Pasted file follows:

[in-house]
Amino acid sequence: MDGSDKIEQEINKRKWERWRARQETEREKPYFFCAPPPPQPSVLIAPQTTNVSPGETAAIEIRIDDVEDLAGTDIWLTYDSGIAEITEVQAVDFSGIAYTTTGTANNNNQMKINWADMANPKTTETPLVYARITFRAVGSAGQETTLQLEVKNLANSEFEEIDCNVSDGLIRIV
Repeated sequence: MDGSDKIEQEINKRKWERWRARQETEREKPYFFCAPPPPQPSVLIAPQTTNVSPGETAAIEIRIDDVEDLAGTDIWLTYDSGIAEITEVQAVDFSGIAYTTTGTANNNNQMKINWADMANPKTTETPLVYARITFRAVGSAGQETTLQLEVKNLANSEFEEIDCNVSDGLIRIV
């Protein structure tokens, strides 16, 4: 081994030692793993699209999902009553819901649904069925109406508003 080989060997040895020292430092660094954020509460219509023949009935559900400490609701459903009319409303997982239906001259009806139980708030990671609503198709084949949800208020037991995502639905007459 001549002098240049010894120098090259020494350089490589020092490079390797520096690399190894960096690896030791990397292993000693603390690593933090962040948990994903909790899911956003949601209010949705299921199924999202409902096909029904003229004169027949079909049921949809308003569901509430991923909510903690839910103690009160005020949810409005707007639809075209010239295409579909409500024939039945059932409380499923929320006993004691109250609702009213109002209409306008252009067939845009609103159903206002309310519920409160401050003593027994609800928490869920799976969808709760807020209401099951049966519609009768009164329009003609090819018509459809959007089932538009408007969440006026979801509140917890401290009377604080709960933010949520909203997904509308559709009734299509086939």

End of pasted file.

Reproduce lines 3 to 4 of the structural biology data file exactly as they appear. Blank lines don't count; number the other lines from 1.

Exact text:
Repeated sequence: MDGSDKIEQEINKRKWERWRARQETEREKPYFFCAPPPPQPSVLIAPQTTNVSPGETAAIEIRIDDVEDLAGTDIWLTYDSGIAEITEVQAVDFSGIAYTTTGTANNNNQMKINWADMANPKTTETPLVYARITFRAVGSAGQETTLQLEVKNLANSEFEEIDCNVSDGLIRIV
């Protein structure tokens, strides 16, 4: 081994030692793993699209999902009553819901649904069925109406508003 080989060997040895020292430092660094954020509460219509023949009935559900400490609701459903009319409303997982239906001259009806139980708030990671609503198709084949949800208020037991995502639905007459 001549002098240049010894120098090259020494350089490589020092490079390797520096690399190894960096690896030791990397292993000693603390690593933090962040948990994903909790899911956003949601209010949705299921199924999202409902096909029904003229004169027949079909049921949809308003569901509430991923909510903690839910103690009160005020949810409005707007639809075209010239295409579909409500024939039945059932409380499923929320006993004691109250609702009213109002209409306008252009067939845009609103159903206002309310519920409160401050003593027994609800928490869920799976969808709760807020209401099951049966519609009768009164329009003609090819018509459809959007089932538009408007969440006026979801509140917890401290009377604080709960933010949520909203997904509308559709009734299509086939």